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Wellbeing strategies factsheet

Afan’s story (fictional)

Afan started working in a Parliamentarian’s office several months ago. He was initially excited by the
chance to contribute to Australia’s democracy and work for an individual whom he greatly admired. The
work was interesting, but fast paced and demanding, and Afan struggled to finish all his varied tasks. The
stress of the situation set off some health issues that hadn’t bothered Afan for years. Afan started to feel as
though he had no control over his job and was feeling more nervous about work each day.

Afan’s immediate supervisor approached him to discuss his performance, and Afan worried that he was
going to lose his job. Afan’s health was further impacted, which affected his ability to sleep and recover for
the next day. Afan struggled with his daily routine and started withdrawing from his usual social contacts.
Concerned by his circumstances, Afan contacted the Parliamentary Workplace Support Service (PWSS)
for support. With the assistance of a PWSS Case Coordinator, Afan identified the triggers for his feelings,
gradually re-established his daily routine, and successfully developed and implemented several strategies
to improve his wellbeing.

What is wellbeing?

Wellbeing is our sense of health, happiness and satisfaction in our life, not just the absence of illness. How we take care of ourselves can make a big difference to our wellbeing.

How do I improve my wellbeing?

There are a variety of ways to improve wellbeing and practice self-care. This doesn’t mean that we’re always calm, but we feel like we can ultimately deal with the challenges that come our way. Some skills that can help with this are:

  • Problem solving: When you feel overwhelming feelings by a task or a problem, try writing down the problem and the available options, then identify the most suitable one to start with. List the steps you need to take to action your plan, and regularly review how it’s going.
  • Goal setting: Helps us to manage stress and deal with setbacks and obstacles. Approaches like SMART (specific, measurable, achievable, realistic and time-bound) can help us plan towards our goals in a more focused way.
  • Self-talk and acknowledging your strengths: When we’re under pressure, most of us focus more on the negative than the positive, which can affect our confidence. Identifying three good things you have achieved a couple of times a week, and noticing things that are going well, can make you feel better. Positive ‘self-talk’ can help boost your confidence and reduce overwhelming feelings. If you’re not
    sure where to start, think about what you’d say to a friend in the same situation.
  • Controlled breathing: If it feels comfortable for you, controlled diaphragmatic breathing can help calm your body and clear your thinking. One technique is ‘box breathing’ – inhale deeply into your belly for a count of four, hold your breath for a count of four, exhale slowly through your mouth for a count of four, and pause for a count of four. This can take some practice, and you might need to repeat the cycle for a few minutes to feel the full effect.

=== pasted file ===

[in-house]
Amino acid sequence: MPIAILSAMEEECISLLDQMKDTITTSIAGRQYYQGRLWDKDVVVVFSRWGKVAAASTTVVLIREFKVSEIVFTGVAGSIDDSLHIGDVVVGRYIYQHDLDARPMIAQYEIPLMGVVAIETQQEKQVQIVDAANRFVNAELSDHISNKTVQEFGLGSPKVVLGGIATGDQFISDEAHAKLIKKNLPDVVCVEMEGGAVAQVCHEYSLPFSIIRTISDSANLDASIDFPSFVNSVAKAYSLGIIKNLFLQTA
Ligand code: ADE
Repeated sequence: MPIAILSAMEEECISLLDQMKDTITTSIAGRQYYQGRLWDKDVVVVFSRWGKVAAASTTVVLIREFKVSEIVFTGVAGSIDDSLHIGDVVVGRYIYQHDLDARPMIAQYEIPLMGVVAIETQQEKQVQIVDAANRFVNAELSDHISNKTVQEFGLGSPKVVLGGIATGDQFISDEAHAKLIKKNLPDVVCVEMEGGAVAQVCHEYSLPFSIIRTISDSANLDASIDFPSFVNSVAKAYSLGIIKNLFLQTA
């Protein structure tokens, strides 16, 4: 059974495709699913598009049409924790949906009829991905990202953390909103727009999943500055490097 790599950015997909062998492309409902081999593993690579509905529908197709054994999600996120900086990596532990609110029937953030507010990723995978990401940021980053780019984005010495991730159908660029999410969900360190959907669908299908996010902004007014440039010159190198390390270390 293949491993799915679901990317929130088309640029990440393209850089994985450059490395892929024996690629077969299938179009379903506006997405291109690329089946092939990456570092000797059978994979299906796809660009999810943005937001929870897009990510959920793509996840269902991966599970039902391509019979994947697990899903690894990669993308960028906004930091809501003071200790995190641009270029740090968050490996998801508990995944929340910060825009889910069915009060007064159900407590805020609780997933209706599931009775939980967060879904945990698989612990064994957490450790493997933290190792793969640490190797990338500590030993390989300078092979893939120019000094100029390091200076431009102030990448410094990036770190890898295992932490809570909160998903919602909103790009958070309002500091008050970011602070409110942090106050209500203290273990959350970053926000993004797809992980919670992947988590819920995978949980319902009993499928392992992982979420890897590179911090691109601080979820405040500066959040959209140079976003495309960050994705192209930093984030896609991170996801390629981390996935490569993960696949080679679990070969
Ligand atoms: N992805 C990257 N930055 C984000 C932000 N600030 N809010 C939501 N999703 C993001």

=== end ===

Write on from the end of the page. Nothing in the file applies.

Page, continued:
Other aspects of our daily routine can also support wellbeing.

  • Go back to basics: Busy schedules, long days and lots of caffeine can leave us feeling depleted and stressed. Remember to stay hydrated, eat regular nutritious meals, keep a good sleep routine and exercise regularly. Limiting caffeine and alcohol in particular can hugely improve our mood and our ability to handle pressure.
    Relaxation and taking the time to reset or unwind is key to maintaining your wellbeing. Find something that works for you – this could be having a bath, going for a walk, getting a massage, spending time in nature, listening to music, cooking a meal or calling a friend. Make sure you have a ‘switch-off’ time from work and plan an activity that clearly ends your work day.
  • Mindfulness is about paying attention to the present moment, and there are many ways we can do this. If you’re new to mindfulness, start small – try noticing for 10 seconds at a time how you feel in your body while you’re doing something you enjoy. Practicing mindfulness regularly can help you to enjoy the things you do more fully and positively change the way you feel about life. The PWSS can provide more information and tips on mindfulness.

How do I support someone to manage their wellbeing and practice self-care?

  • Check in with the person at a suitable time and location. You might suggest meeting in a quieter part of the office or building, or going for a walk together outside.
  • Let the person know what you have noticed, and ask them if they’re ok.

Listen to what things are like for the person without expressing judgement – this is often the most powerful way we can help.

  • Check what the person is already doing to manage their wellbeing, and ask if they would like help accessing other supports.


The PWSS can assist you with your own wellbeing, or support you to help someone else. Our service provides independent and confidential support to all Commonwealth Parliamentary workplace participants. We build on what’s already working for you, and can help you find extra strategies to boost health and wellbeing.


This fact sheet is also available as a downloadable resource: